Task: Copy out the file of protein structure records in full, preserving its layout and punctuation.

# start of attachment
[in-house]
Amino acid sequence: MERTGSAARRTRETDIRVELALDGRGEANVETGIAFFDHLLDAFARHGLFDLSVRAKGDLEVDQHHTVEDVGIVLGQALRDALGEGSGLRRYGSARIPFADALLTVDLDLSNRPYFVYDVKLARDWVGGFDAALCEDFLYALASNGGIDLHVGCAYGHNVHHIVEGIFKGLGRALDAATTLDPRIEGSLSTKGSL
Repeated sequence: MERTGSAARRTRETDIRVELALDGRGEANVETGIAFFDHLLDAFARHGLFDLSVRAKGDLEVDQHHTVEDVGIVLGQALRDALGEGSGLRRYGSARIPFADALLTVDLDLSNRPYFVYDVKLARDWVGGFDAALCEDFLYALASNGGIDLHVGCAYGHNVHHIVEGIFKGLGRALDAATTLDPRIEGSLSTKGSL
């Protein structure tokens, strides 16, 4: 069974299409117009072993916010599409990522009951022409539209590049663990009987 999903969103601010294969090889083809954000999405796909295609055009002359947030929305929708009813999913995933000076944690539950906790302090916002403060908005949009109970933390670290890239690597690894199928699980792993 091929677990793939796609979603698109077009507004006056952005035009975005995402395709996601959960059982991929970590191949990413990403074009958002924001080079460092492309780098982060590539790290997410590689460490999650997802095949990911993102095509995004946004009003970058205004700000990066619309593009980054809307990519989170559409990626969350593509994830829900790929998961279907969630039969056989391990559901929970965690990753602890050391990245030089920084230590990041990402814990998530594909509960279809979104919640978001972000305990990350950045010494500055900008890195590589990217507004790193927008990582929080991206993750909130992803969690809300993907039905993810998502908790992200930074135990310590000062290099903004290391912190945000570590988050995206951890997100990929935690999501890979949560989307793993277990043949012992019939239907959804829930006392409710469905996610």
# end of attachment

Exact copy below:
[in-house]
Amino acid sequence: MERTGSAARRTRETDIRVELALDGRGEANVETGIAFFDHLLDAFARHGLFDLSVRAKGDLEVDQHHTVEDVGIVLGQALRDALGEGSGLRRYGSARIPFADALLTVDLDLSNRPYFVYDVKLARDWVGGFDAALCEDFLYALASNGGIDLHVGCAYGHNVHHIVEGIFKGLGRALDAATTLDPRIEGSLSTKGSL
Repeated sequence: MERTGSAARRTRETDIRVELALDGRGEANVETGIAFFDHLLDAFARHGLFDLSVRAKGDLEVDQHHTVEDVGIVLGQALRDALGEGSGLRRYGSARIPFADALLTVDLDLSNRPYFVYDVKLARDWVGGFDAALCEDFLYALASNGGIDLHVGCAYGHNVHHIVEGIFKGLGRALDAATTLDPRIEGSLSTKGSL
């Protein structure tokens, strides 16, 4: 069974299409117009072993916010599409990522009951022409539209590049663990009987 999903969103601010294969090889083809954000999405796909295609055009002359947030929305929708009813999913995933000076944690539950906790302090916002403060908005949009109970933390670290890239690597690894199928699980792993 091929677990793939796609979603698109077009507004006056952005035009975005995402395709996601959960059982991929970590191949990413990403074009958002924001080079460092492309780098982060590539790290997410590689460490999650997802095949990911993102095509995004946004009003970058205004700000990066619309593009980054809307990519989170559409990626969350593509994830829900790929998961279907969630039969056989391990559901929970965690990753602890050391990245030089920084230590990041990402814990998530594909509960279809979104919640978001972000305990990350950045010494500055900008890195590589990217507004790193927008990582929080991206993750909130992803969690809300993907039905993810998502908790992200930074135990310590000062290099903004290391912190945000570590988050995206951890997100990929935690999501890979949560989307793993277990043949012992019939239907959804829930006392409710469905996610």